STAMPS AUTOGRAPHS PHOTOS SERVICES NEW ITEMS ABOUT US CONTACT
 
     
 

Scan222.jpeg
   

Heiser, Victor George

SKU: AUT2980

$20.00



Dr. Victor George Heiser ( Feb. 5, 1873 Johnstown Cambria County Pennsylvania, USA - Feb. 27, 1972 Kings County Brooklyn, New York USA) Victor was the only member of his family to survive, THE JOHNSTON FLOOD of 1889.  Autograph Slip Signed, n.d. -  4 1/2 x 2 1/16 signed in blk ink with nice rich dark toning see.  Overall, fine condition.  

May 31,1889, Victor Heiser was only 16 and in the family barn when he noticed his father in the 2nd story window of their home, "frantically" motioning him to "get on the roof". Victor did as his Father indicated, making it to the top of the barn roof when he saw the "mass of water and floating debris" crashing down the valley sweeping his home and parents away. He was swept away in the current finally leaping on a roof. He climbed into an attic where 19 others were huddled together in prayer. Victor was the only member of his family to survive, THE JOHNSTON FLOOD of 1889.

Victor worked as a plumber & carpenter to finance College and Medical School. His field of interest was "leprosy".

When Victor Heiser died at the age of 100, he left a will that established The Heiser Gift in The New York Community Trust to research the prevention and control of leprosy. It is one of only two funds in the world created to fight the disease.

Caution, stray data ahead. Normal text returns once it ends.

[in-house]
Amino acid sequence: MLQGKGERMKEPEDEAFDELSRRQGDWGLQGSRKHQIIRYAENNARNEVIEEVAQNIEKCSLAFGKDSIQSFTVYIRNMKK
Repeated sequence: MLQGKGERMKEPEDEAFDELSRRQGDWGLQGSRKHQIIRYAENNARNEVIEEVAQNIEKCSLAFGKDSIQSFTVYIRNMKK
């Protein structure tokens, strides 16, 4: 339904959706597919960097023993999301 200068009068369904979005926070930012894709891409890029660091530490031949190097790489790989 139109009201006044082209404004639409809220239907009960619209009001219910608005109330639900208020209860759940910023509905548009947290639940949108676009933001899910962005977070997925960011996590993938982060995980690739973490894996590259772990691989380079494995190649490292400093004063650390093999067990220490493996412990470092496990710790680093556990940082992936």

Victor Heiser published his memoirs in 1936, titled: "An American Doctor's Odyssey."

An except from his book: "my ears were stunned by the most terrifying noise I had ever heard in my sixteen years of life. The dreadful roar was punctuated with a succession of tremendous crashes. I stood for a moment, bewildered and hesitant. I could see my mother and my father standing at an upper window in the house. My father, frantic with anxiety over my safety, was motioning me urgently toward the top of the building.............From my perch I could see a huge wall advancing with incredible rapidity down the diagonal street. It was not recognizable as water, it was a dark mass in which seethed houses, freight cars, trees, and animals. As this wall struck Washington Street broadside, my boyhood home was crushed like an eggshell before my eyes, and I saw it disappear.

I wanted to know how long it would take me to get to the other world, and in the split second before the stable was hit, I looked at my watch. It was exactly four-twenty."